The poster retread the same theme:

“I’ve been a staunch critic of the standard approach. Yes, it works fine for the relative few who devote themselves to classical music but for everyone else, it’s frustrating and misleading.”

My comment: What a big umbrella to encompass a horde of frustrated piano students who dislike classical music. Same for the “piano teaching industry” label that lumps the whole country’s instructors into a powerful pressure group that promotes the “status quo.”

In truth, where individual piano teachers may not mix and match well with individual students, or have the “right chemistry,” let alone possess adequate teaching skills, there’s always the option of finding a better fit.

Some pupils may want a jazz repertoire emphasis, others, classical etc. Vive La difference. Personal choices can be made with a solid understanding of what’s desired. But if quickie approaches eliminate note reading as part of the instructional program, then the long-term consequences should be explored.

In conclusion, I feel sympathy for piano students who had a painful instructional beginning. After all, it took me at least 3 tries before I found a wonderful piano teacher who ignited my life-long love of the piano and its repertoire.

I can only hope that piano drop-outs will not be discouraged by their early disappointments and will muster the courage to take lessons again.

To read more from the Facebook poster, go to PianoWorldwide, E-music maestro. http://www.facebook.com/#!/groups/pianoworldwide/ Your feedback is always appreciated.





7 thoughts on “The nitty gritty reasons why piano students drop out: Two staunchly different opinions”

  1. I love your spirited disagreement of my post but wouldn’t characterize it as a “tirade.” I point out a single problem for which I am hardly the first to do so. Secondly, I reference an “estimated” 95% dropout rate in our Facebook discussion and thus infer that that number is, indeed, “unsubstantiated.” Thirdly, -my fault- “dropout statistic and faker” is linked to a definition different than what you discuss. I’m sorry the link is not more obvious (I’m trying to fix that).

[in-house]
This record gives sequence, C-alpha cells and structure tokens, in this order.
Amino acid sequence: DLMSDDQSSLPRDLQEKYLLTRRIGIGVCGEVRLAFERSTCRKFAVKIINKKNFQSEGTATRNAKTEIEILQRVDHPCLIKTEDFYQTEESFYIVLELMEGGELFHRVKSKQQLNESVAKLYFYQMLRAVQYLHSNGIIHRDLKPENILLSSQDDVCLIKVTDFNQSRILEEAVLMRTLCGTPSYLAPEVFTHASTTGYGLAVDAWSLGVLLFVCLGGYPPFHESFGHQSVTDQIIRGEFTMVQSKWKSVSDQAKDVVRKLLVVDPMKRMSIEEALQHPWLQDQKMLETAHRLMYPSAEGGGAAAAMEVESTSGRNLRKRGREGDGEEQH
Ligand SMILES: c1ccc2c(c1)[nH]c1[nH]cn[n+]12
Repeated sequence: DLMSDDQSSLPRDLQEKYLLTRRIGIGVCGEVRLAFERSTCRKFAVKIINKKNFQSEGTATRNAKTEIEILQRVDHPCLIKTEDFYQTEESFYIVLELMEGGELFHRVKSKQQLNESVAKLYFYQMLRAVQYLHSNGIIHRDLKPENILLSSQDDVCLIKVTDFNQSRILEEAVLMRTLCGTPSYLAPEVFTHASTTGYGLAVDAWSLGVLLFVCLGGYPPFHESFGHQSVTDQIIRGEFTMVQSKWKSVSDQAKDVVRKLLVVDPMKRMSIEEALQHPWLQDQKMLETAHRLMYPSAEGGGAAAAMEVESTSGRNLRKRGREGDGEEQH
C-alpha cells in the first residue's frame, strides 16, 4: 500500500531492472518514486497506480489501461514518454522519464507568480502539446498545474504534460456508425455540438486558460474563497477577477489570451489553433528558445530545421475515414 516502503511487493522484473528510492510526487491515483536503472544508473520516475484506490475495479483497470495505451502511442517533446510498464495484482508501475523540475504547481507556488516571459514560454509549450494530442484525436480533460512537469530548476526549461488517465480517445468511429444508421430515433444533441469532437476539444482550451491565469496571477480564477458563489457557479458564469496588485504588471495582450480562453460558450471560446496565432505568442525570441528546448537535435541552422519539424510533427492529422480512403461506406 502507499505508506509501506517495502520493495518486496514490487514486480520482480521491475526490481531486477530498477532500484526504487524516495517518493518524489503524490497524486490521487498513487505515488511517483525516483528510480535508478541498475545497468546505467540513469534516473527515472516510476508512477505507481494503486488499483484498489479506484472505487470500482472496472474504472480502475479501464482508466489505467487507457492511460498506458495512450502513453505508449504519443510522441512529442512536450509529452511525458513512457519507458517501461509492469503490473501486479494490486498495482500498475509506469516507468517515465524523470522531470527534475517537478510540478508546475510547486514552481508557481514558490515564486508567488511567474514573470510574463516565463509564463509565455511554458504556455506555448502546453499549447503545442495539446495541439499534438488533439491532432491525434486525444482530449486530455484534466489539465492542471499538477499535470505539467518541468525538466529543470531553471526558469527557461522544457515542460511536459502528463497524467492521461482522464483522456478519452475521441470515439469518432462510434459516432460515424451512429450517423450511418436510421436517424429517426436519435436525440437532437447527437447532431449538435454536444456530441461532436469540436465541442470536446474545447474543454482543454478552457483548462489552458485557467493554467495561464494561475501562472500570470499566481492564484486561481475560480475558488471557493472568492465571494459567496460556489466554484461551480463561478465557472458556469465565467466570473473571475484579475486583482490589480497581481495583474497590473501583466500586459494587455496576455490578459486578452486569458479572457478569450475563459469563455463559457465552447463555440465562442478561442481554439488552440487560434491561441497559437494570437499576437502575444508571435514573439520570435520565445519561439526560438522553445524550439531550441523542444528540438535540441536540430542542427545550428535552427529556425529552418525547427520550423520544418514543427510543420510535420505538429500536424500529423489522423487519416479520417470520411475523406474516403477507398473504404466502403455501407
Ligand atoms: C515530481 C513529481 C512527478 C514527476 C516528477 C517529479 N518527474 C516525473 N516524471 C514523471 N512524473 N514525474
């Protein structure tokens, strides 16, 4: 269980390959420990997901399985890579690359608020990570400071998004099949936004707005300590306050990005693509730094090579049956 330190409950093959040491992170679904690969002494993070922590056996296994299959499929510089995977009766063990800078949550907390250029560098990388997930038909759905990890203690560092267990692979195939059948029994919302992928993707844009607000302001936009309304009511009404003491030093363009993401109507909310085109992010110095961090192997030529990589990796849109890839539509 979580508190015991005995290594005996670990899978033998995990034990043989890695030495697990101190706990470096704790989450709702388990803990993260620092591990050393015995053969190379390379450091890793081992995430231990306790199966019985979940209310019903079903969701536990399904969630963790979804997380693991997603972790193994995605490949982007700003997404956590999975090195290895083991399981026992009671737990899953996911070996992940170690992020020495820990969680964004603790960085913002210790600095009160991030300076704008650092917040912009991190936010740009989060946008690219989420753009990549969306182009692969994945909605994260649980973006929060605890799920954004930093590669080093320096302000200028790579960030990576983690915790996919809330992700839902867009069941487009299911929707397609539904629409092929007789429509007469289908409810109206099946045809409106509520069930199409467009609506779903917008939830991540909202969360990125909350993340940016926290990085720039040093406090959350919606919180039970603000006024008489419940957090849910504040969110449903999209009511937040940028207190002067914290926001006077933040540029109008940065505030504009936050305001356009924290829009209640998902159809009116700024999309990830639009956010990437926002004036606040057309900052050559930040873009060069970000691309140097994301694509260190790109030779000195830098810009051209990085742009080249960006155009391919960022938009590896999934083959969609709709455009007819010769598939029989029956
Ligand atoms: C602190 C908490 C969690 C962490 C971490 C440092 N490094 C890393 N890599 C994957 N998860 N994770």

My playing by ear “alternative,” endorses a regimented approach as a supplement to weekly lessons; not replacement. I don’t insist it is the ONLY answer to a multifaceted problem; rather just ONE answer to explore (and one that has worked well for me over 30 years of teaching).

    The music-teaching “industry” is made up of teachers, schools and publishers. Perhaps “community” is a better word. To suppose that I must be “referring to the method-book industry” is a statement I vigorously deny. The publishing industry is hardly responsible for a problem that has evolved over hundreds of years. No one is.

    I’m committed to reducing the piano dropout rate and that is a good thing. Exposing this particular flaw hits a touchy nerve; always has and always will. I carefully try to walk on eggs to identify and attack the problem and not the persons or labeled groups from whom I seek input and guidance.